Price didn’t have to do too much coaching with Victoria. She was able to give her address and location. She unlocked the door and immediately got the paramedics’ attention when they arrived, ushering them inside the home to where her father was.
Grabowski was rushed to the emergency room, where he was treated and then released. A few days later, he joined his daughter at the Friendswood City Hall as she received recognition for her bravery.
Price is thankful for the experience and that it ended happily.
“It’s wonderfully satisfying when you find out a call ends like this,” she said. “I was so happy to put faces with the names, especially Victoria. She and other kids that handle crisis with such grace are my heroes, along with the whole team of police, fire, EMS, and calltakers.”
Price has been a dispatcher for Friendswood Police for 20 years. She said she takes maybe one or two calls per month from children. Surprisingly, perhaps, she said child callers can often be easier to talk to than some adults.
“They sometimes don’t realize how bad things are or the situation,” she said. “The innocence of the child, in this respect, is such a blessing. Of course, it can—and usually does—break your heart when the situation is being described by this little voice.”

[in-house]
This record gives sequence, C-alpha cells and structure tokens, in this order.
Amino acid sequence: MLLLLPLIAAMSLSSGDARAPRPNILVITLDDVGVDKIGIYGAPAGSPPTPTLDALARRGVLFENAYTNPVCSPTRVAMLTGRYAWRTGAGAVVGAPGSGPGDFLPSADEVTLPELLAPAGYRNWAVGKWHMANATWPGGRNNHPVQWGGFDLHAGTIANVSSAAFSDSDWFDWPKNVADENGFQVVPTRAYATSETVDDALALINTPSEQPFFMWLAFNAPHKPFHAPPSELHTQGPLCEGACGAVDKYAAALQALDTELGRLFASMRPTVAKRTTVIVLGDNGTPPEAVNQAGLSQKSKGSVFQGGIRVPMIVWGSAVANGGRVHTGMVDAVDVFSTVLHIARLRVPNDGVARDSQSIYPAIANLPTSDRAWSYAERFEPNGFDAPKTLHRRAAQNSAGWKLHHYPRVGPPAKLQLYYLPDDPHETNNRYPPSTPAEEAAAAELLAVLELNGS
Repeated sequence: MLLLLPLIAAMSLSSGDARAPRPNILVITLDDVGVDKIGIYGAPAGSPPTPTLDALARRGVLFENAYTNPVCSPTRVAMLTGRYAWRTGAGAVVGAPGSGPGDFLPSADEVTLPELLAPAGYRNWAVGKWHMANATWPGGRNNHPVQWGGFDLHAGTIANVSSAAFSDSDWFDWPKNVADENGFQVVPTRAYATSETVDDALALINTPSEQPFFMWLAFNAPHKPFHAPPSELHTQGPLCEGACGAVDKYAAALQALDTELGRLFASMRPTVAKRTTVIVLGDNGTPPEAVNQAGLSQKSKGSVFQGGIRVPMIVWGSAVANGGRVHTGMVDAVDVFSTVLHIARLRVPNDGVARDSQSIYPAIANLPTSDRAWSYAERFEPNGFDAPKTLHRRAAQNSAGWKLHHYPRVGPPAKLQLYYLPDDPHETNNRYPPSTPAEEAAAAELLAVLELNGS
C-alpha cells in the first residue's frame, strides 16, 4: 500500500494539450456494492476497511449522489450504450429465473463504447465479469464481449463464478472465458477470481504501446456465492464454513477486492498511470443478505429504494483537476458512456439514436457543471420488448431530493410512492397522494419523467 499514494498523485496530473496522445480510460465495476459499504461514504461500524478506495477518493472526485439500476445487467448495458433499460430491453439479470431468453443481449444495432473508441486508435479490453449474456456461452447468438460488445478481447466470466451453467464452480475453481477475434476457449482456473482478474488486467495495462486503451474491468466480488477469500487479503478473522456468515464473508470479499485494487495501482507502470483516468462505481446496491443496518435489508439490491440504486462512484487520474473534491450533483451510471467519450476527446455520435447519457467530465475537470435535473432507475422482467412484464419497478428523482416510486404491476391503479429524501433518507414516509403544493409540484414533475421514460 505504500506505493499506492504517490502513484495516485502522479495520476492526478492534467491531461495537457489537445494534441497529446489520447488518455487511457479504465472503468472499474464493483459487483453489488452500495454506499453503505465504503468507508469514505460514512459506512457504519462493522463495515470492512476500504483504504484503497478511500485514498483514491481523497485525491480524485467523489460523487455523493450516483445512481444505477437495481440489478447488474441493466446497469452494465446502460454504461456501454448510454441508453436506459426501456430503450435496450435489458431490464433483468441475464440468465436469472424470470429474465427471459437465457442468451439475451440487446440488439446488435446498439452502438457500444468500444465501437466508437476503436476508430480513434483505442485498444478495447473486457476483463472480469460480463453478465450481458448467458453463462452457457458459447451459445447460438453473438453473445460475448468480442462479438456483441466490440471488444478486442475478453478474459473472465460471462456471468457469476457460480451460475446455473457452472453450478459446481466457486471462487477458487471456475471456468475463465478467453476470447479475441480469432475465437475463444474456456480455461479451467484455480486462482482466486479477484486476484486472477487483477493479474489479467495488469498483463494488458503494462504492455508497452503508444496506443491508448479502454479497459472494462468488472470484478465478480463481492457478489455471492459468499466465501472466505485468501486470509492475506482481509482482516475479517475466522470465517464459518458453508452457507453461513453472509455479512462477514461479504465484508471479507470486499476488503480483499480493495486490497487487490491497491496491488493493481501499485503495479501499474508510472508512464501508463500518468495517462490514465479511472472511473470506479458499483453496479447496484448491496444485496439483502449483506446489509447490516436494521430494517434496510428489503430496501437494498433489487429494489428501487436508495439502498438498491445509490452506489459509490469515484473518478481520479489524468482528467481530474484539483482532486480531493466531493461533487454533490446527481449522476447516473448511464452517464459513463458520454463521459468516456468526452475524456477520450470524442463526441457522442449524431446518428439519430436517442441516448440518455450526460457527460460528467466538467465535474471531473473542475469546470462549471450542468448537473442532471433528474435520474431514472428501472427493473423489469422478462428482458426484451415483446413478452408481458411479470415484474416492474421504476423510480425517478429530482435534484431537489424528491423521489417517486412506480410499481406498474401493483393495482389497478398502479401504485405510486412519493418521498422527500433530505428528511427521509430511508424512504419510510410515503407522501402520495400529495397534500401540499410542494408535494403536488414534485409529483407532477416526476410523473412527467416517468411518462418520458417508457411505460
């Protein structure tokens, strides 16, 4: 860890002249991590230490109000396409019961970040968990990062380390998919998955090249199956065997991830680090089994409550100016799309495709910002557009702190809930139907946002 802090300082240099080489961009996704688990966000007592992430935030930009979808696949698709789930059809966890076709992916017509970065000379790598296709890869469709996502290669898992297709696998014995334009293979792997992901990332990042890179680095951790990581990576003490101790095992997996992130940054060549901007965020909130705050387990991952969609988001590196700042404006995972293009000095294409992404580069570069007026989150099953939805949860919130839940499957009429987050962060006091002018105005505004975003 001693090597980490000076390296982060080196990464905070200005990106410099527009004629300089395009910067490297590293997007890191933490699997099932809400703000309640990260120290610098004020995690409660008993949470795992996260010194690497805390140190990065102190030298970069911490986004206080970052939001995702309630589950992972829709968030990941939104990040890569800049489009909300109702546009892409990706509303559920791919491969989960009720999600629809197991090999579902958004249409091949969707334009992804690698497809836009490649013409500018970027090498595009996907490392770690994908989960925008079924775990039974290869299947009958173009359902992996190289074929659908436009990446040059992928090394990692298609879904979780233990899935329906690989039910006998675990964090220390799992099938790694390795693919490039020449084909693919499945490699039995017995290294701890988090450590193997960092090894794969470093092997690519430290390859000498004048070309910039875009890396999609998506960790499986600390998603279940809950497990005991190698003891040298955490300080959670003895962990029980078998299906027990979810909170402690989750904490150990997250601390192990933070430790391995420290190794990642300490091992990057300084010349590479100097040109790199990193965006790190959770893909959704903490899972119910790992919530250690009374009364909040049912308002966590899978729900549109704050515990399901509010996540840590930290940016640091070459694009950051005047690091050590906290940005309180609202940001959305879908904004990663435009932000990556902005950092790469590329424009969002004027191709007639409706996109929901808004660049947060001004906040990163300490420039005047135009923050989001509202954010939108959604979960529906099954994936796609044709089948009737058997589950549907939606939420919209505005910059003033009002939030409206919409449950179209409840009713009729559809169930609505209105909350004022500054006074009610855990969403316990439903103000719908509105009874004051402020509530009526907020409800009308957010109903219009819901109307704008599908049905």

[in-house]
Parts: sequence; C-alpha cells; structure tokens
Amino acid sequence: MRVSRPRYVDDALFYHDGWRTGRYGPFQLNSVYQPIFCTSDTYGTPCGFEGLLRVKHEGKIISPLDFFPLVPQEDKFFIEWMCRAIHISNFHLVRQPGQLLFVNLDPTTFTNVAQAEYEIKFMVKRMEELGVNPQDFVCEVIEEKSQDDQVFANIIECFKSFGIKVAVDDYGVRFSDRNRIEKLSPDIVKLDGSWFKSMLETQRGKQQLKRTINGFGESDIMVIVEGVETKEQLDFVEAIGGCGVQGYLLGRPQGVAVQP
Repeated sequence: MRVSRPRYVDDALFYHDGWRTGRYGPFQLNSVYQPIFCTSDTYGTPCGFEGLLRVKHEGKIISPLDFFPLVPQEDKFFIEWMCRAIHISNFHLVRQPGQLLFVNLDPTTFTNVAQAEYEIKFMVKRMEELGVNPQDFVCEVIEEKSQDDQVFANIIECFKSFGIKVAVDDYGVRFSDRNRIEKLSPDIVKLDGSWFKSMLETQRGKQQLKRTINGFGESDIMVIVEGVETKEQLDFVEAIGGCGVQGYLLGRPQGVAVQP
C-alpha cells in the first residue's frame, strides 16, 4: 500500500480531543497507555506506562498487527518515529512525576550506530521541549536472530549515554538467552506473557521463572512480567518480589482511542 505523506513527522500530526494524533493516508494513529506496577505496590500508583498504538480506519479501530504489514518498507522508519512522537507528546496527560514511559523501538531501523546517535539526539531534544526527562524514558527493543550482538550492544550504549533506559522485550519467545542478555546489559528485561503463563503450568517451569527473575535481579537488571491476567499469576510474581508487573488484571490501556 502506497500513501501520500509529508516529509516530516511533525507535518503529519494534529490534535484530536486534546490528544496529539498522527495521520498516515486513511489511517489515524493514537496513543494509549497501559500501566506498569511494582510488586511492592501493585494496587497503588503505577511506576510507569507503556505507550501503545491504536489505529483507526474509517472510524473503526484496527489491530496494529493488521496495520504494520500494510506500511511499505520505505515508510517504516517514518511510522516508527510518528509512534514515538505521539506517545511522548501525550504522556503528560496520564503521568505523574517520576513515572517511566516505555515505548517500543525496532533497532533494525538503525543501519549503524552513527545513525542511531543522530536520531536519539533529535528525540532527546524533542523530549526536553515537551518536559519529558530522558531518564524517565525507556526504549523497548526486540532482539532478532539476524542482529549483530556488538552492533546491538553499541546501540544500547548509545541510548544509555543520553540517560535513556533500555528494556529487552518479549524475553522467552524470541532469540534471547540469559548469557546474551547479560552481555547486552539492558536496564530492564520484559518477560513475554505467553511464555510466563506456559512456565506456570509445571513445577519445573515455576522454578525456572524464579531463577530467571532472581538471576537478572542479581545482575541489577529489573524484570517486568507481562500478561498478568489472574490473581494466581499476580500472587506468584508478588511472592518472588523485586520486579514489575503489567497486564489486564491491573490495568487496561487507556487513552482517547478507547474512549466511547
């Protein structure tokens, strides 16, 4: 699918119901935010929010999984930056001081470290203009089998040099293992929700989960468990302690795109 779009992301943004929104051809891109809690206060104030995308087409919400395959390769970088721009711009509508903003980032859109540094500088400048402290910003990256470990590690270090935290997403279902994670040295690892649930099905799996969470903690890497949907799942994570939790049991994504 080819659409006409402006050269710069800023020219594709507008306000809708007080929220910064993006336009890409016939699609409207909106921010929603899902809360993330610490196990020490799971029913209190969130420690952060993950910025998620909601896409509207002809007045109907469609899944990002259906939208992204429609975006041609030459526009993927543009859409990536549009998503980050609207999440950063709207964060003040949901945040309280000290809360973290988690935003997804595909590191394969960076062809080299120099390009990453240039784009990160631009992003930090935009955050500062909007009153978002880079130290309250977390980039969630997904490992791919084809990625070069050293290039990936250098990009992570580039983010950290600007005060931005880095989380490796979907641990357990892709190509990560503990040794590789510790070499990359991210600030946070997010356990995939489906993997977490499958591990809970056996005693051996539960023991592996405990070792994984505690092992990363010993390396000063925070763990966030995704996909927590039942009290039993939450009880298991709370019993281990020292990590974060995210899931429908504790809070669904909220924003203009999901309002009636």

Victoria’s call is one of countless memorable and challenging calls Price has fielded in her dispatch career.
“There are calls that I will never forget, and there are calls I want to forget, but cannot,” Price said. “If you think you know it all or get cocky, chances are, you will be put in your place. There is always something new to learn—be it from someone that has been around for a long time or a new person that is looking at things with a fresh new perspective.”
Hard Candy Goes Down Wrong Pipe
Winnipeg to the rescue for choking 8-year-old
Grandparents Day celebrations turned out far from anticipated for Dave Desjarlais and his 8-year-old grandson Santana McFayden.
The Sunday afternoon that happened to land on the national day recognizing grandparents (Sept. 14) had started well enough. The two were at the football field, and while grandpa watched the game his older grandson was playing, Santana was playing his own spirited game of skipping up and down the lower bleachers.
While grandpa’s focus was tuned to the field, Santana’s attention was about jumping to the ground and, at the same time, absent-mindedly popping a piece of hard candy into his mouth. The two don’t go together.
“He swallowed the candy,” Desjarlais said.
Santana ran to his grandfather but fell down in a panic of choking from the candy lodged in his windpipe. Desjarlais got up from his seat, saw that Santana was struggling, and ran to his aid. A bystander, noticing the commotion, pulled out a cellphone and called 9-1-1. Winnipeg (Canada) Fire Paramedic Service (WFPS) EMD Cindy Semenchuk answered.